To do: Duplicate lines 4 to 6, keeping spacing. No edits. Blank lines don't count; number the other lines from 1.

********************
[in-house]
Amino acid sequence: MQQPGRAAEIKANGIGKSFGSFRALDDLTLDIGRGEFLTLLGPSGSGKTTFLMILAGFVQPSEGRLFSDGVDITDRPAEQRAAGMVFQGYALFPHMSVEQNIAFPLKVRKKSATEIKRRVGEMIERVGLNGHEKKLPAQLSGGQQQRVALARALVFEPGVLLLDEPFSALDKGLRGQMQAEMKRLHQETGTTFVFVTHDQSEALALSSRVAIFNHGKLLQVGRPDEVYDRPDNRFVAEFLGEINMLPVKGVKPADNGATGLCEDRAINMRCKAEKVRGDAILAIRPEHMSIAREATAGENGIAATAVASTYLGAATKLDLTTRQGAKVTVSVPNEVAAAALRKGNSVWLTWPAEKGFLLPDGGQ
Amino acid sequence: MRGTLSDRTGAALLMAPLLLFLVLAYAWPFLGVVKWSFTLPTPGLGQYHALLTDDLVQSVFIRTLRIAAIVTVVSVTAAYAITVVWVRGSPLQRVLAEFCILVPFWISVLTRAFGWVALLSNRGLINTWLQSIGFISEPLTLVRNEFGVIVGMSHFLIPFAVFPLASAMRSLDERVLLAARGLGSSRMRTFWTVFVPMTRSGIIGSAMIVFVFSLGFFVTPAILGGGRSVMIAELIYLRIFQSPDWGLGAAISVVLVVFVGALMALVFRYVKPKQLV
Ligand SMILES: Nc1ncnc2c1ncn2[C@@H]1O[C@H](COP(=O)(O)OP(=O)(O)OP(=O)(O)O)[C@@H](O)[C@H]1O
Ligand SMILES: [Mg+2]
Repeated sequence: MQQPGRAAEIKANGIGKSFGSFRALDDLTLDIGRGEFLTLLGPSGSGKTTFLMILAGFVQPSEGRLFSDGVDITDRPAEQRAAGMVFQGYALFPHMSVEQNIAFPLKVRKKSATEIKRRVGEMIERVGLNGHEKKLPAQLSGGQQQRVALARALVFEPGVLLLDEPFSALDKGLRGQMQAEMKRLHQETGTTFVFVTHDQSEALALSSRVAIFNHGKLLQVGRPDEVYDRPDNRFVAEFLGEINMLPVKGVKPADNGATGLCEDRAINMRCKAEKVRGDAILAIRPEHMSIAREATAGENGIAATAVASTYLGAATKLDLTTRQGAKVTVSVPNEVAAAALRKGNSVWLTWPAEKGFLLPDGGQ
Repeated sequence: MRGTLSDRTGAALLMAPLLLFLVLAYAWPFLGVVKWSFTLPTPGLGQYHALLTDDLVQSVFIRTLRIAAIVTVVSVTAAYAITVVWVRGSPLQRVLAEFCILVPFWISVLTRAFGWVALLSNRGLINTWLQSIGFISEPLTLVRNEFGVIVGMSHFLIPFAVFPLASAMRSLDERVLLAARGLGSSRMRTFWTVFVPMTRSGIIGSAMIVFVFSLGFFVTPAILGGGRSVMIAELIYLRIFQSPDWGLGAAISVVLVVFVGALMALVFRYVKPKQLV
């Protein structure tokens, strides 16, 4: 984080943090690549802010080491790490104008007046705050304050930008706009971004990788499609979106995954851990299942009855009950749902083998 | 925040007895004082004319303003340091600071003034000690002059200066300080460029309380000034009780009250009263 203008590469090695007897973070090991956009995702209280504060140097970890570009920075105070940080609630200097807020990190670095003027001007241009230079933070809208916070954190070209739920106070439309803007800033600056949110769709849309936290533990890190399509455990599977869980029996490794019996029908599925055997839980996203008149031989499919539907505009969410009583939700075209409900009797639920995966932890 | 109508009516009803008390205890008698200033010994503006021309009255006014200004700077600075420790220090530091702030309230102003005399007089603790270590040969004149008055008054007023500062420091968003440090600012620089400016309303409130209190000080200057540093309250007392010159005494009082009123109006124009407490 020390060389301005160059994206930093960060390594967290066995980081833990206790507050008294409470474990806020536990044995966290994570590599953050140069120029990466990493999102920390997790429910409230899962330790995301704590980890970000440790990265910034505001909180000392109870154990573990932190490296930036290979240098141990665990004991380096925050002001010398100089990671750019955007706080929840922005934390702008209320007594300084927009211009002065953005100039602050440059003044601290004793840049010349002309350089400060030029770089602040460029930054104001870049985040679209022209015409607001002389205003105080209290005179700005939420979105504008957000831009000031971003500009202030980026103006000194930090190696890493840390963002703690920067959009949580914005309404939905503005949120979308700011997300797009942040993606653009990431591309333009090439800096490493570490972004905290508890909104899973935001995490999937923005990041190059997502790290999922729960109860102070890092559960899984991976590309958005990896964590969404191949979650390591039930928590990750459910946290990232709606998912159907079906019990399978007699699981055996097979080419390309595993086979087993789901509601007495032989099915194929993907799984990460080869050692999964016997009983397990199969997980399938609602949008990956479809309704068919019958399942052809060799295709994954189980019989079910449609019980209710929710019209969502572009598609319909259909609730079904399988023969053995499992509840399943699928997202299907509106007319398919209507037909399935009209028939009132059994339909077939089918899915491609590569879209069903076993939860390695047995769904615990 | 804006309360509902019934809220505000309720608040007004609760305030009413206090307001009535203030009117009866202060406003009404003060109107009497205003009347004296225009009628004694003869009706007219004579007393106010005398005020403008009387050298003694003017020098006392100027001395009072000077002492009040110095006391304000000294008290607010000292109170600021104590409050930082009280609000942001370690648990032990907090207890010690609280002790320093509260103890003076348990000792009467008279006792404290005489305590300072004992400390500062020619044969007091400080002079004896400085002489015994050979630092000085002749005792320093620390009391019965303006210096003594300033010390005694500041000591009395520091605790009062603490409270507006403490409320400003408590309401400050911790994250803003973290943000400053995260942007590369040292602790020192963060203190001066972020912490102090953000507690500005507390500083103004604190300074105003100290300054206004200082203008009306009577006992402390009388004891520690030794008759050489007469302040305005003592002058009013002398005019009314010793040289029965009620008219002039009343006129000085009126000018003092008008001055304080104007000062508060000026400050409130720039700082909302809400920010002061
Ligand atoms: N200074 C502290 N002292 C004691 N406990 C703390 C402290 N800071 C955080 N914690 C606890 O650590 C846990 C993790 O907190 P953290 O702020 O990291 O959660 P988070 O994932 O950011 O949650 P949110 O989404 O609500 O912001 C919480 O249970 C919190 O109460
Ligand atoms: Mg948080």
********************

Ligand SMILES: Nc1ncnc2c1ncn2[C@@H]1O[C@H](COP(=O)(O)OP(=O)(O)OP(=O)(O)O)[C@@H](O)[C@H]1O
Ligand SMILES: [Mg+2]
Repeated sequence: MQQPGRAAEIKANGIGKSFGSFRALDDLTLDIGRGEFLTLLGPSGSGKTTFLMILAGFVQPSEGRLFSDGVDITDRPAEQRAAGMVFQGYALFPHMSVEQNIAFPLKVRKKSATEIKRRVGEMIERVGLNGHEKKLPAQLSGGQQQRVALARALVFEPGVLLLDEPFSALDKGLRGQMQAEMKRLHQETGTTFVFVTHDQSEALALSSRVAIFNHGKLLQVGRPDEVYDRPDNRFVAEFLGEINMLPVKGVKPADNGATGLCEDRAINMRCKAEKVRGDAILAIRPEHMSIAREATAGENGIAATAVASTYLGAATKLDLTTRQGAKVTVSVPNEVAAAALRKGNSVWLTWPAEKGFLLPDGGQ